Infrared is a more targeted approach, delivering a more intense and focused heat. An infrared broiler uses heating elements that heat up quickly, which can be crucial in fast-paced kitchens. It is a preferred option for those kitchens that need to generate high volumes of meals.
Gas-operated salamanders are another option, offering convenience for kitchens with gas hookups that prefer all their equipment to feed off a main gas line.
Some kitchen salamanders also use conventional electrical energy. However, these models are often slower, requiring more time to warm up.
What Are Salamander Broilers Commonly Used For?
Commercial kitchen salamander broilers are a versatile tool that has many uses in a modern kitchen. Whether used as a professional steak broiler or to melt the sugar on the top of a crème brûlé, the salamander is a great addition to any kitchen.
In many cases, kitchens use the salamander to put that perfect finishing touch on a plate of food, whether that means to brown a dish, add a glaze, create caramelized covers or melt cheese. The salamander can also be used to grill meats and vegetables or toast bread or a side dish.
The commercial salamander broiler is often thought of as a finishing device, used to put a final touch on an order.
It can be used as a pass-through device that connects chefs with servers. Browning and melting typically takes just seconds and the salamander helps with providing expediters with hot food that retains its temperature from kitchen to table.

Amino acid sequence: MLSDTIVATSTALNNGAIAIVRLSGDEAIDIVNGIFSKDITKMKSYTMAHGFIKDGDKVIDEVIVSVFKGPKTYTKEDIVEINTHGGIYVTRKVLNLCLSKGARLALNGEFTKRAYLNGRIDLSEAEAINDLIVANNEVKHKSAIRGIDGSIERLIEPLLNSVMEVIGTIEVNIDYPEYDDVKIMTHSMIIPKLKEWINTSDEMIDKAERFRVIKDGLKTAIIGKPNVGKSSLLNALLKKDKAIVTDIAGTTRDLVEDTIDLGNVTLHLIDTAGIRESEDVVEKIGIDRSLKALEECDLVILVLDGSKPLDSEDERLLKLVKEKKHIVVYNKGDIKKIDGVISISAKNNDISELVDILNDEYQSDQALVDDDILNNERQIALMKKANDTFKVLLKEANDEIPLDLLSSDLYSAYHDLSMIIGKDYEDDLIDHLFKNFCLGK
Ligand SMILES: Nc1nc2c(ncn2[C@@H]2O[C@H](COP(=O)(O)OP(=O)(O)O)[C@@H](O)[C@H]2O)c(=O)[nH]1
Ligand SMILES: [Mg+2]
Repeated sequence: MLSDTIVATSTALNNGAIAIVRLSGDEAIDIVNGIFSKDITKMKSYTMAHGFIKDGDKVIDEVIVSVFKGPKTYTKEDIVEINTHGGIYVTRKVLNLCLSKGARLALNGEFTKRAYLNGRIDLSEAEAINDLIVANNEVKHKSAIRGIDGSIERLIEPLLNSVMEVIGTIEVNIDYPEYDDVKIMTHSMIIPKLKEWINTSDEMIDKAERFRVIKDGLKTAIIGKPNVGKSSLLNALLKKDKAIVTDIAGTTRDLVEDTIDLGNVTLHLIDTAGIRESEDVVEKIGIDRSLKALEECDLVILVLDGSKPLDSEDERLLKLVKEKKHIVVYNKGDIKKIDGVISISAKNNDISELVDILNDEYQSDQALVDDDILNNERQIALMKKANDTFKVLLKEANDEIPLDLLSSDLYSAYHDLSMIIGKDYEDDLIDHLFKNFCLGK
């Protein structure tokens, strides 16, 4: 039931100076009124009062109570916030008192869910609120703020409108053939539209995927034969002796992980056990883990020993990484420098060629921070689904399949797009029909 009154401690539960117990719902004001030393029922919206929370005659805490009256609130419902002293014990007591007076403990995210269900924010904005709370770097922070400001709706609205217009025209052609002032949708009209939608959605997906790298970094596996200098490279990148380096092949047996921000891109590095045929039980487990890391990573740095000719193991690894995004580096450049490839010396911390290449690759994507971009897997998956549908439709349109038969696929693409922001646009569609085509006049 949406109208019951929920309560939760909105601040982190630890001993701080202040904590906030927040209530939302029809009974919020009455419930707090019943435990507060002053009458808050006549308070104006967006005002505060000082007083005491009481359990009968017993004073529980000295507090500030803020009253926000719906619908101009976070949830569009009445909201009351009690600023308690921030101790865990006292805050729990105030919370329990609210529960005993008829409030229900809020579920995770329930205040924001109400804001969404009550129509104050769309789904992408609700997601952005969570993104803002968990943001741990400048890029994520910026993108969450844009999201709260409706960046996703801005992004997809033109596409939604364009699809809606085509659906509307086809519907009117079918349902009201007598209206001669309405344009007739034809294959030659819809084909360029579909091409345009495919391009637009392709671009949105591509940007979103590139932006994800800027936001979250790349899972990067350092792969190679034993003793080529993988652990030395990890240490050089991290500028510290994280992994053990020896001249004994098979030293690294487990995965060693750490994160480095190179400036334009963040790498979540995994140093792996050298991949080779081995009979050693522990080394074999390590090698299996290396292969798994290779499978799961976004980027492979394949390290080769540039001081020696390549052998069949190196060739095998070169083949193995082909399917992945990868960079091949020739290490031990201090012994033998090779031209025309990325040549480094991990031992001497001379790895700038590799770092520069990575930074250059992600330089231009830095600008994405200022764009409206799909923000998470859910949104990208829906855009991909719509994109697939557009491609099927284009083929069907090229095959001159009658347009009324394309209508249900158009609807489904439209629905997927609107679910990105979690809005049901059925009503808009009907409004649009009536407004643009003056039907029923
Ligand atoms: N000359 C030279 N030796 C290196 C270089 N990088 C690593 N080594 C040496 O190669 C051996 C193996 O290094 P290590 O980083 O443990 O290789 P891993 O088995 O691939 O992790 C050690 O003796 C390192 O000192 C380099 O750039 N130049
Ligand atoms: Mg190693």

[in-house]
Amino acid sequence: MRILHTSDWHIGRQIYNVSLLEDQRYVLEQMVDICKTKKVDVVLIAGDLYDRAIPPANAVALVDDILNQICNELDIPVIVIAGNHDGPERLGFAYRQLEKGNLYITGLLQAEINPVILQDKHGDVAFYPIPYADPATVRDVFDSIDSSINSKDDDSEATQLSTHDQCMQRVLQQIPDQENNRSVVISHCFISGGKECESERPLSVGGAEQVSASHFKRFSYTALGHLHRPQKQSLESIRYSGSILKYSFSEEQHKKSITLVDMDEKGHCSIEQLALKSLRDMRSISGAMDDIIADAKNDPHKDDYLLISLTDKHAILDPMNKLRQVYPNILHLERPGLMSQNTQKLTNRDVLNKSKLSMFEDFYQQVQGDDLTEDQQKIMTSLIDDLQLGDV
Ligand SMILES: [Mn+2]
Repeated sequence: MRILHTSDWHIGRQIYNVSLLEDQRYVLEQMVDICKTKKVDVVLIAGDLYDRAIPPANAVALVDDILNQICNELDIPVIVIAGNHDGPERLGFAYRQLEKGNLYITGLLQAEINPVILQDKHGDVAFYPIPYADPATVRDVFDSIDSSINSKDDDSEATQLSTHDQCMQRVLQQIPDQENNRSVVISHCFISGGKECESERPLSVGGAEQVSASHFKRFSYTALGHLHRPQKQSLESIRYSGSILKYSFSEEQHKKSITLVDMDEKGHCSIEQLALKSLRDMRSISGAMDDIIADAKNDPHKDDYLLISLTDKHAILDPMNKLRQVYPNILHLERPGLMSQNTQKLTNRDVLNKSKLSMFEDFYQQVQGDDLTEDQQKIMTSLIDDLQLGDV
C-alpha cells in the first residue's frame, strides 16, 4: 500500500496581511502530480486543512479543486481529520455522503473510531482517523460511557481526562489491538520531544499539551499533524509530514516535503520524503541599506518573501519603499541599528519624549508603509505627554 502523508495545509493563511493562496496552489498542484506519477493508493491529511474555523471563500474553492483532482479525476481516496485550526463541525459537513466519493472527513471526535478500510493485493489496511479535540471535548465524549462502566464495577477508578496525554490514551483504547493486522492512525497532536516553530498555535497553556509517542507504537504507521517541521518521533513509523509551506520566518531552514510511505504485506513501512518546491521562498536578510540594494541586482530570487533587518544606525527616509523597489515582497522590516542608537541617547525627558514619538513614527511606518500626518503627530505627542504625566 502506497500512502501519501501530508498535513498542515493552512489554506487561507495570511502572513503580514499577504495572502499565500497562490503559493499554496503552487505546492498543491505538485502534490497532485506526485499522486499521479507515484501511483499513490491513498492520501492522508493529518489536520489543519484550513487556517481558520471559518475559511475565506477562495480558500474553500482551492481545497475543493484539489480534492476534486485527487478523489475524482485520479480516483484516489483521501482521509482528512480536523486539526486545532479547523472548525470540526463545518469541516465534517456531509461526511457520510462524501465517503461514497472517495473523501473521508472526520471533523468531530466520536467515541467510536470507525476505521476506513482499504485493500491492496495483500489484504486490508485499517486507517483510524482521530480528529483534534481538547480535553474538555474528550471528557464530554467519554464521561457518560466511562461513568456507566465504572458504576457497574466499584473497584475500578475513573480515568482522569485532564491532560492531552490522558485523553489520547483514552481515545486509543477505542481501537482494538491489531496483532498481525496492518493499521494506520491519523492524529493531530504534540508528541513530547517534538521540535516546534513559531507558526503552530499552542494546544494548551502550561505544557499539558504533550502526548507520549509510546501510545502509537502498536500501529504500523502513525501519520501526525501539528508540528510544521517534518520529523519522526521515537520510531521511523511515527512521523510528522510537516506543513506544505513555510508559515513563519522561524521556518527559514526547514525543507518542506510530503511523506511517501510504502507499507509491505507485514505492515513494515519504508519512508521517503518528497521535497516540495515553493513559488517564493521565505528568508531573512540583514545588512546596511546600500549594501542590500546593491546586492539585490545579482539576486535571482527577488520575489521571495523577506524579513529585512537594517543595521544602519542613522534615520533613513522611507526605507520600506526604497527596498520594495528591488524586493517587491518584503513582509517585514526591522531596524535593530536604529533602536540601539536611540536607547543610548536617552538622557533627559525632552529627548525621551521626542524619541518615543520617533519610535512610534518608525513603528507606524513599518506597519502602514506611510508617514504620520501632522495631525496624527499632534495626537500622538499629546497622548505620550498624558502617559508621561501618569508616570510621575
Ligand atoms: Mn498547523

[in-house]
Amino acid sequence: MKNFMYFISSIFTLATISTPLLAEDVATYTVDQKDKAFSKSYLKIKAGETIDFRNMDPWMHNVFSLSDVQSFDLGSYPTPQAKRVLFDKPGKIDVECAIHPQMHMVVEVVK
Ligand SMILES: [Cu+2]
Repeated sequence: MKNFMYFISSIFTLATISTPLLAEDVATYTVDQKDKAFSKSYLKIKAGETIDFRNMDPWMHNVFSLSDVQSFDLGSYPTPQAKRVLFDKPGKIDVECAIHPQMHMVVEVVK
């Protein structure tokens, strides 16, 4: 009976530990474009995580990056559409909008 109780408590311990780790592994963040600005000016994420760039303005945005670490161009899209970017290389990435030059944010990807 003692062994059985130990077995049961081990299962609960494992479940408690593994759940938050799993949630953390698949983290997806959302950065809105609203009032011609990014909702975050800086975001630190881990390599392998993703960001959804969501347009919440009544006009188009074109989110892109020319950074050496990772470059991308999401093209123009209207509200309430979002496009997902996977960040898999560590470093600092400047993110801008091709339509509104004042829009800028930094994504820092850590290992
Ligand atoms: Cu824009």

You’ll want to be sure to train your wait staff on how to safely use the salamander. And while “pass-through” is the phrasing used, in most cases there are not back doors available. While some have open sides and open fronts, and even a back door, you’ll want to be very careful about setting procedures and making sure that combustible materials are not nearby.
Creative chefs use kitchen salamanders for all kinds of techniques, including as an infrared steak broiler. When kept at a low temperature, your kitchen salamander can be used to keep food warm, keeping products held and toasty while other parts of a meal are being prepared.
What to look for in a Salamander Broiler
Before you go shopping for a commercial salamander, you’ll want to answer a few questions and think about how to best place the equipment in your kitchen. Here are a few things to consider:
- Usage. What will you be using your professional salamander broiler? If it’s primarily for melting cheese on pub nachos or browning a crock of French onion soup, a smaller model can suffice. If it’s going to be used for lots of sizzling broiled entrees, you’ll want a larger model and one that has the heat source to meet your demand.
- Placement. Space is always a consideration in a commercial kitchen. Having the right-sized equipment will help you manage energy costs, however, with a salamander grill don’t skimp on functionality just for the sake of energy concerns. If you buy a salamander that’s too small, you run the risk of a bottleneck, which can be a disaster, especially for high-volume kitchens. Close proximity to a range is ideal, and Vulcan maximizes the temperature control including dual temperature zones within a counter, range, or wall-mounted 36" width.